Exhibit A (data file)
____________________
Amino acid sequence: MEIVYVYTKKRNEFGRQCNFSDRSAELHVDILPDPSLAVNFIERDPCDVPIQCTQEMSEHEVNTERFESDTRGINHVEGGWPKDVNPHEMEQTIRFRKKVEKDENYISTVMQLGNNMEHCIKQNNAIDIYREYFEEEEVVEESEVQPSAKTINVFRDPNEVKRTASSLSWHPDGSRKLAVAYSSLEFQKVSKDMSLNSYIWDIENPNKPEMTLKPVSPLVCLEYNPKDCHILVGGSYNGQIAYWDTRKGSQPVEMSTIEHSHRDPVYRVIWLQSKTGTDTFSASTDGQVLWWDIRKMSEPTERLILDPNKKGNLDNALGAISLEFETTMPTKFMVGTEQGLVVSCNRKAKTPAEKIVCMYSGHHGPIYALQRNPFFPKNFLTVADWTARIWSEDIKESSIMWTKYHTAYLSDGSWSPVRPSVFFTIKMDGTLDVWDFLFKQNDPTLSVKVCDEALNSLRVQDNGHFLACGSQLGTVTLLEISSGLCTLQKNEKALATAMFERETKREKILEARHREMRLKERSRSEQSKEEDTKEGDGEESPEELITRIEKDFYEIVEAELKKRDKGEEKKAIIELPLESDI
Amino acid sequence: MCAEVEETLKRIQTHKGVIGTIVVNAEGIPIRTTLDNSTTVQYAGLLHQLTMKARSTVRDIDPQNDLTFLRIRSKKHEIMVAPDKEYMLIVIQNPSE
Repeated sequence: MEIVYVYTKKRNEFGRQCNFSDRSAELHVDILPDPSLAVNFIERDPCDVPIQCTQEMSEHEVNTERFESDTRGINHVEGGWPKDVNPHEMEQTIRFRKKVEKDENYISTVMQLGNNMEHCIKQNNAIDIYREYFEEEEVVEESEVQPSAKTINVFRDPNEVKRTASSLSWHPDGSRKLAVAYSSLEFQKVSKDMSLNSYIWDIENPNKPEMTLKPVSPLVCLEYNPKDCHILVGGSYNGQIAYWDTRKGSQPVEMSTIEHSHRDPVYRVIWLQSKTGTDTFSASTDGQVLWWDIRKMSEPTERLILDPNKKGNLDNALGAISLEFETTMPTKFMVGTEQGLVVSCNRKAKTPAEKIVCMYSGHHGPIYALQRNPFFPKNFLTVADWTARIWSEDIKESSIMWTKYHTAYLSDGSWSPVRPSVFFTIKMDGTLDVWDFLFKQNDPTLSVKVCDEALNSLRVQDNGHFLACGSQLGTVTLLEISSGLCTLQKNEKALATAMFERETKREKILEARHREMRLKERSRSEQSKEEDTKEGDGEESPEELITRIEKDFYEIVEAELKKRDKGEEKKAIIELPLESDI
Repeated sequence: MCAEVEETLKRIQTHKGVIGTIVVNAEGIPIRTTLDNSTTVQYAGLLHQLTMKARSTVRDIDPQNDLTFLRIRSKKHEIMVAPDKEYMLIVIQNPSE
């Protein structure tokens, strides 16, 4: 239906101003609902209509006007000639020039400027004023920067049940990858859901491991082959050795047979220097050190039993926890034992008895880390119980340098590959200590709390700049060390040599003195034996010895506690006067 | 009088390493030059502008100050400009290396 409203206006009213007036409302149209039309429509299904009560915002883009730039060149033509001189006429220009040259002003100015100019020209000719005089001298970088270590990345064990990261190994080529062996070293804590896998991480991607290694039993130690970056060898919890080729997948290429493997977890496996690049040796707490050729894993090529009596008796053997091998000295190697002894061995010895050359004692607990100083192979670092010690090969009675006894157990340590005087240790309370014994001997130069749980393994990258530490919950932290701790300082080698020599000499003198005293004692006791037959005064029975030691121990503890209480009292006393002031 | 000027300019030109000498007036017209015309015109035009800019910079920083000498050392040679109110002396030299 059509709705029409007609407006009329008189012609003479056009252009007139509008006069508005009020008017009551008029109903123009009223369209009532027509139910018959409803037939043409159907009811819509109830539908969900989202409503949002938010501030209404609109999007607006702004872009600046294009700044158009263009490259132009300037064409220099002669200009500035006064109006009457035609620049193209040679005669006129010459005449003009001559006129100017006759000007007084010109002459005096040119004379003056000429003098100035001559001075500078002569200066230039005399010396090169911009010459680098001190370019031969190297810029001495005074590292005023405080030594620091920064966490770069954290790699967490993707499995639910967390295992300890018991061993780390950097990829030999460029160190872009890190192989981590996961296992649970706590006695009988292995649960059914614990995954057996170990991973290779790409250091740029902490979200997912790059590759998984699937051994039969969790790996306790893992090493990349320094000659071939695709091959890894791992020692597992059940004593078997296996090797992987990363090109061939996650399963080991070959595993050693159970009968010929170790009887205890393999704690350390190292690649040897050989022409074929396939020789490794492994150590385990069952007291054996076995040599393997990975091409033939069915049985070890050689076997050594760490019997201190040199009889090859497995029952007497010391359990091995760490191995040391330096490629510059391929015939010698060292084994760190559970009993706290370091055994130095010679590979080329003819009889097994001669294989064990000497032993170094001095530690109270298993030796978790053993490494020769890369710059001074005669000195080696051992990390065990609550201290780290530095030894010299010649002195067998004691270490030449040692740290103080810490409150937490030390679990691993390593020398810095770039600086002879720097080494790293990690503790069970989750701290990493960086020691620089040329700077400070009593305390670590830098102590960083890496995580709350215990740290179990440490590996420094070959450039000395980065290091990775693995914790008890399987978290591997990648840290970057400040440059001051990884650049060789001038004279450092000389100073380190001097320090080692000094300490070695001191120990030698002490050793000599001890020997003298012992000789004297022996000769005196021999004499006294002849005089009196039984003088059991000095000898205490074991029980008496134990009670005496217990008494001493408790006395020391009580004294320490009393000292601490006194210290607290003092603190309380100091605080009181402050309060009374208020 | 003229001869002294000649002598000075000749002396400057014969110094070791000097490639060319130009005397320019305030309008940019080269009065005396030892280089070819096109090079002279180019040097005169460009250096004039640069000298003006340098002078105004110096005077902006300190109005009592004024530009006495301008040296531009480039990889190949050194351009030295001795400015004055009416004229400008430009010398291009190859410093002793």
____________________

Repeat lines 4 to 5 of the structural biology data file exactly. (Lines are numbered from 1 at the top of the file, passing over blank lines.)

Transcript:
Repeated sequence: MCAEVEETLKRIQTHKGVIGTIVVNAEGIPIRTTLDNSTTVQYAGLLHQLTMKARSTVRDIDPQNDLTFLRIRSKKHEIMVAPDKEYMLIVIQNPSE
């Protein structure tokens, strides 16, 4: 239906101003609902209509006007000639020039400027004023920067049940990858859901491991082959050795047979220097050190039993926890034992008895880390119980340098590959200590709390700049060390040599003195034996010895506690006067 | 009088390493030059502008100050400009290396 409203206006009213007036409302149209039309429509299904009560915002883009730039060149033509001189006429220009040259002003100015100019020209000719005089001298970088270590990345064990990261190994080529062996070293804590896998991480991607290694039993130690970056060898919890080729997948290429493997977890496996690049040796707490050729894993090529009596008796053997091998000295190697002894061995010895050359004692607990100083192979670092010690090969009675006894157990340590005087240790309370014994001997130069749980393994990258530490919950932290701790300082080698020599000499003198005293004692006791037959005064029975030691121990503890209480009292006393002031 | 000027300019030109000498007036017209015309015109035009800019910079920083000498050392040679109110002396030299 059509709705029409007609407006009329008189012609003479056009252009007139509008006069508005009020008017009551008029109903123009009223369209009532027509139910018959409803037939043409159907009811819509109830539908969900989202409503949002938010501030209404609109999007607006702004872009600046294009700044158009263009490259132009300037064409220099002669200009500035006064109006009457035609620049193209040679005669006129010459005449003009001559006129100017006759000007007084010109002459005096040119004379003056000429003098100035001559001075500078002569200066230039005399010396090169911009010459680098001190370019031969190297810029001495005074590292005023405080030594620091920064966490770069954290790699967490993707499995639910967390295992300890018991061993780390950097990829030999460029160190872009890190192989981590996961296992649970706590006695009988292995649960059914614990995954057996170990991973290779790409250091740029902490979200997912790059590759998984699937051994039969969790790996306790893992090493990349320094000659071939695709091959890894791992020692597992059940004593078997296996090797992987990363090109061939996650399963080991070959595993050693159970009968010929170790009887205890393999704690350390190292690649040897050989022409074929396939020789490794492994150590385990069952007291054996076995040599393997990975091409033939069915049985070890050689076997050594760490019997201190040199009889090859497995029952007497010391359990091995760490191995040391330096490629510059391929015939010698060292084994760190559970009993706290370091055994130095010679590979080329003819009889097994001669294989064990000497032993170094001095530690109270298993030796978790053993490494020769890369710059001074005669000195080696051992990390065990609550201290780290530095030894010299010649002195067998004691270490030449040692740290103080810490409150937490030390679990691993390593020398810095770039600086002879720097080494790293990690503790069970989750701290990493960086020691620089040329700077400070009593305390670590830098102590960083890496995580709350215990740290179990440490590996420094070959450039000395980065290091990775693995914790008890399987978290591997990648840290970057400040440059001051990884650049060789001038004279450092000389100073380190001097320090080692000094300490070695001191120990030698002490050793000599001890020997003298012992000789004297022996000769005196021999004499006294002849005089009196039984003088059991000095000898205490074991029980008496134990009670005496217990008494001493408790006395020391009580004294320490009393000292601490006194210290607290003092603190309380100091605080009181402050309060009374208020 | 003229001869002294000649002598000075000749002396400057014969110094070791000097490639060319130009005397320019305030309008940019080269009065005396030892280089070819096109090079002279180019040097005169460009250096004039640069000298003006340098002078105004110096005077902006300190109005009592004024530009006495301008040296531009480039990889190949050194351009030295001795400015004055009416004229400008430009010398291009190859410093002793």